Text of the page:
…a desire is always general; that is, it is always some kind of thing or event which is desired; at least, until the element of will, which is always exercised upon an individual object upon an individual occasion, becomes so predominant as to overrule the generalizing character of desire.
Closely connected with the fact that every desire is general, are two other facts which must be taken into account in considering purposive classes. The first of these is that a desire is always more or less variable, or vague.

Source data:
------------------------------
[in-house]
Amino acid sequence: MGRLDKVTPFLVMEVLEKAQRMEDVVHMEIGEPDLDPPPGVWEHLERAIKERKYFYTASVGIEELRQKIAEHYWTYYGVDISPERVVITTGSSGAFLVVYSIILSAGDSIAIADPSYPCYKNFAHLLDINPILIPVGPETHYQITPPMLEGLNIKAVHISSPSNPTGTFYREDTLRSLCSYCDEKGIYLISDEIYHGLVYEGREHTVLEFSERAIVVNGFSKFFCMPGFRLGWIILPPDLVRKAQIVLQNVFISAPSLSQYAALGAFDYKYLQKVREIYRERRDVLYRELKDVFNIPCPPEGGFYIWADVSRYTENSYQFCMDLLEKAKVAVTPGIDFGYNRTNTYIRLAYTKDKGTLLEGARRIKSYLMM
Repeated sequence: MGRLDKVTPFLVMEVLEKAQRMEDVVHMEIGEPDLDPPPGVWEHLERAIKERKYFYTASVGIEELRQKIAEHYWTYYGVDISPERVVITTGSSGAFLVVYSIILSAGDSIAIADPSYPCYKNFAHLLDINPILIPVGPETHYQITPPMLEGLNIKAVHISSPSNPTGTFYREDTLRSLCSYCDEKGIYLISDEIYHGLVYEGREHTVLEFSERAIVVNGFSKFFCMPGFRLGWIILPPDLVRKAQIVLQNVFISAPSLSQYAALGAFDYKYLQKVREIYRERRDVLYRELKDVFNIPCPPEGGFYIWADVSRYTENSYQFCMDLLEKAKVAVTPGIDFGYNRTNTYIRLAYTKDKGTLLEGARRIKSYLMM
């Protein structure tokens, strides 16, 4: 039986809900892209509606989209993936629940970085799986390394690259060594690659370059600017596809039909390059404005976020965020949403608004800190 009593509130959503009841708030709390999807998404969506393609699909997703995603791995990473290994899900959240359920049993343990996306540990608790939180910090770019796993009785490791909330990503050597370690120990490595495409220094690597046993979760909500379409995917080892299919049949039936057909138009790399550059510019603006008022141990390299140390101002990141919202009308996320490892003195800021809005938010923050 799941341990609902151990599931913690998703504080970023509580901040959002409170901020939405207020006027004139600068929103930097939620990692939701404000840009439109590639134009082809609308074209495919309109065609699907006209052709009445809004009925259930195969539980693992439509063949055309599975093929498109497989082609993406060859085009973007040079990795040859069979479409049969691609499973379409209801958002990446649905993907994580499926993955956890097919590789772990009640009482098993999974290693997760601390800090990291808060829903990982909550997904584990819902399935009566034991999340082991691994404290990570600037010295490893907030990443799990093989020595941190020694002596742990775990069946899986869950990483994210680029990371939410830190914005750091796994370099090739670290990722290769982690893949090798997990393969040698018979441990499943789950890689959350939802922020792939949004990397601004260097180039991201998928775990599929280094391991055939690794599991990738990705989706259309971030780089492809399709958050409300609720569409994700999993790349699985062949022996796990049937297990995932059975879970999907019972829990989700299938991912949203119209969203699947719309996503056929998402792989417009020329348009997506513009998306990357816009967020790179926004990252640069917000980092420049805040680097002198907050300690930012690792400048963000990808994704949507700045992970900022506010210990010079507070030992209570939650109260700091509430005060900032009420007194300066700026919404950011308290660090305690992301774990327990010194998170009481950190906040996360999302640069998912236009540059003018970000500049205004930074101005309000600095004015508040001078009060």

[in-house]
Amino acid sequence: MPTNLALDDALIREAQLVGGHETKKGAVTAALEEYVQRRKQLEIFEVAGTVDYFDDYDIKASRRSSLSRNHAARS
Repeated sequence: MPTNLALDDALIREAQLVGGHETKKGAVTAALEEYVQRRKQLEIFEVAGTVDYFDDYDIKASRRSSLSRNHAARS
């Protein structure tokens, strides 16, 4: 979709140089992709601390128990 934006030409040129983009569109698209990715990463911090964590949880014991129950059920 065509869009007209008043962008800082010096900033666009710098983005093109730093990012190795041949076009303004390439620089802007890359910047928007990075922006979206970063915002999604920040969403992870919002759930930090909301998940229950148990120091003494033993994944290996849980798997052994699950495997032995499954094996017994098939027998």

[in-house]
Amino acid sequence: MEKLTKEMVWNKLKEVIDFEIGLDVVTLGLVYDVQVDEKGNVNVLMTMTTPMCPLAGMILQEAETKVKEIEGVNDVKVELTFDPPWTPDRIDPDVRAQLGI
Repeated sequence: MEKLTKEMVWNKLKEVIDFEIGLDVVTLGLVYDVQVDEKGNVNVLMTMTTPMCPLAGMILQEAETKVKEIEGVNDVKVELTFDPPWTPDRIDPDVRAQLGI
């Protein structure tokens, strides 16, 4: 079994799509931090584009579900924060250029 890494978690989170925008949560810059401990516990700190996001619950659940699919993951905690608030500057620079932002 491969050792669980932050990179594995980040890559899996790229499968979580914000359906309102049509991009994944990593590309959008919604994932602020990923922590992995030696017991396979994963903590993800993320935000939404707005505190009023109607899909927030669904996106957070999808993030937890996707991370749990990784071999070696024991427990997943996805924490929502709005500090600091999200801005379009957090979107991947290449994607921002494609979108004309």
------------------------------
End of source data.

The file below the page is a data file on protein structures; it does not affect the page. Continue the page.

But not only is desire general and vague, or indeterminate; it has besides a certain longitude, or third dimension. By this I mean that while a certain ideal state of things might most perfectly satisfy a desire, yet a situation somewhat differing from that will be far better than nothing; and in general, when a state is not too far from the ideal state, the nearer it approaches that state the better. Moreover, the situation of things most satisfactory to one desire is almost never the situation most satisfactory to another.